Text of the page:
Stars on a short orange carpet,and Jafar Panahi everywhere

Stars on a short orange carpet,and Jafar Panahi everywhere

It's a cold Berlin evening,with the threat of rain hanging in the air.

It’s a cold Berlin evening,with the threat of rain hanging in the air. However,over at the red carpet,no cloud can dim either the shine of the stars or the enthusiasm of the crowds. (By the way,the carpet isn’t really red but a bright shade of orangish red,and it really isn’t long. A hop and a skip and you could be inside the warm lobby of the Berlinale Palast. An average star,sought by autograph-seekers and photographers,takes 20 minutes.)

The 61st edition of the Berlinale opened Friday night with the Coen Brothers’ True Grit. Jeff Bridges and Josh Brolin are there,along with the young star of the film,Hailee Steinfeld,and the director-screenwriter brothers themselves.

As they get off their “BMW shuttle services”,the clamour starts. It require commendable talent to survive the boisterous calls to “look here”,“stand in the middle”,“smile” and “sign autographs”,give a few impromptu quotes,sound intelligent and interested about the film,walk a few metres,and then do it all over again,helpfully nudged in the back by gum-chewing,untiring PR agents.

The young Hailee (who plays a 14-year-old girl out to avenge the murder of her father) handles it with aplomb,retaining both her balance on high heels and wide smile into the Palast. Joel and Ethan are not as enthusiastic,squirming when told to sign their huge pictures inside the Palast and trying to get by half-mocking the photographers’ demands for another shot.


The Palast is a glass-front structure,like most “modern” buildings in the area where the Berlin Wall once stood. There are a few vestiges of the Wall left still,carefully painted over to mix with the background. In keeping with the Berlinale spirit,the square is decorated with lights.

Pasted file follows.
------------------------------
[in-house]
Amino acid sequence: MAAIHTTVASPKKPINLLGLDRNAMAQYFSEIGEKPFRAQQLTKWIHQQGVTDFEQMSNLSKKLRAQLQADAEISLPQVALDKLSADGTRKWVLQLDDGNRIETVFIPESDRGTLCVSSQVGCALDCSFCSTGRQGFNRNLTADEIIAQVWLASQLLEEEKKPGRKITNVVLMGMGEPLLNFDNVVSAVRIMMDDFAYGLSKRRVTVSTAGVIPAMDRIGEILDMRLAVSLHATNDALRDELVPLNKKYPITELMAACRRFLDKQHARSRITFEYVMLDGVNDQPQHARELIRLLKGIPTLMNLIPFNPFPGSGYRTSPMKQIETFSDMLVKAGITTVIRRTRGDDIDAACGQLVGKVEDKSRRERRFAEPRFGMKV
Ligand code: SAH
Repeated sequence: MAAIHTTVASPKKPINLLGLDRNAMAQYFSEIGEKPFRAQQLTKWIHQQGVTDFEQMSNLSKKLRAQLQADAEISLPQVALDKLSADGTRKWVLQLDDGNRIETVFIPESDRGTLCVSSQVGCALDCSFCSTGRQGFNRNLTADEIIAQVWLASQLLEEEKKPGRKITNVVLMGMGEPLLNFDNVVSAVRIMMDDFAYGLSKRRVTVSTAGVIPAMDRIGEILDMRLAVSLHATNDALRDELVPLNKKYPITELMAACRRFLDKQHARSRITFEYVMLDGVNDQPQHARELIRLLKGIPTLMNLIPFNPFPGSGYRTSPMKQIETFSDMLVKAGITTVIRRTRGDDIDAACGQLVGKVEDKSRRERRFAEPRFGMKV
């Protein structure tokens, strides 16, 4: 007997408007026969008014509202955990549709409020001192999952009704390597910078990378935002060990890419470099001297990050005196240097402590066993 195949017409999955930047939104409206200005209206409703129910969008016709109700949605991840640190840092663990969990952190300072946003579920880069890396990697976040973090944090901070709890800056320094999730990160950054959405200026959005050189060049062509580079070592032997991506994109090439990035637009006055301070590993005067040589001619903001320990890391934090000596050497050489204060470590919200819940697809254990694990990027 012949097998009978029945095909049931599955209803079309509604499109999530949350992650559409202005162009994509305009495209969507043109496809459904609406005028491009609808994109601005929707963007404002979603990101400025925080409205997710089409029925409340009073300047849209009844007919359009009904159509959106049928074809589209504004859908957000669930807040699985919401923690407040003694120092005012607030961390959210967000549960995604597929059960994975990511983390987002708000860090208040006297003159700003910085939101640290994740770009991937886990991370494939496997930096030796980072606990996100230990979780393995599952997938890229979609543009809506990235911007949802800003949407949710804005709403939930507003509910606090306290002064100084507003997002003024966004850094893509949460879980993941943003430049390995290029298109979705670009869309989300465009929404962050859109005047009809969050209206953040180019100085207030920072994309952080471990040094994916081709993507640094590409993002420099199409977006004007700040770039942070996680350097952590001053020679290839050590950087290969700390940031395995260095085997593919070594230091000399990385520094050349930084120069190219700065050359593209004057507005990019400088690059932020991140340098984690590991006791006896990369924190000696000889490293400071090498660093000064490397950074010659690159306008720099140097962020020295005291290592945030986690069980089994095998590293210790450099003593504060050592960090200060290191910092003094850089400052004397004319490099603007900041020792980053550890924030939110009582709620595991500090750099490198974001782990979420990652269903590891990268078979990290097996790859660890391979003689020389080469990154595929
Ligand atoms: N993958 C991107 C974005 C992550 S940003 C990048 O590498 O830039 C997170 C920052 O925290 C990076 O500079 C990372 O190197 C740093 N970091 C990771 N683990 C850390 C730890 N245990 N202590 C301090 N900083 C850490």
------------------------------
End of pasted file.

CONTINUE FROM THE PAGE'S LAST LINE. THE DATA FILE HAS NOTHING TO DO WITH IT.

Many still talk about the time Shah Rukh Khan was here,and drew a bigger,screaming crowd than many Hollywood stars. Aamir Khan,part of the Berliane 2011 jury and here with wife Kiran Rao,goes virtually unrecognised in his beard and earrings. Martin Jacobs,associated with the Goethe Institute,says “a certain kind of Bollywood cinema” has found an audience here. He adds that “this is here to stay”.

The star of evening,however,is Jafar Panahi,a member of the jury who couldn’t be here because the Iranian government has sentenced him to six years in prison and banned him from making films for 20. The president of the jury,ex-model,actress and director Isabella Rossellini,reads out a moving letter that Panahi managed to send across —“the last time perhaps we will hear from him in a long time”,says Berlinale festival director Dieter Kosslick.

In the letter,Panahi says that he can’t make films for 20 years,as that is the reality,but in his imagination,nobody could stop him from making the films he wanted to,and he hoped to see the same in the works of others. He also hoped that in 20 years,“inquisition and intimidation will be replaced by freedom and free thinking”.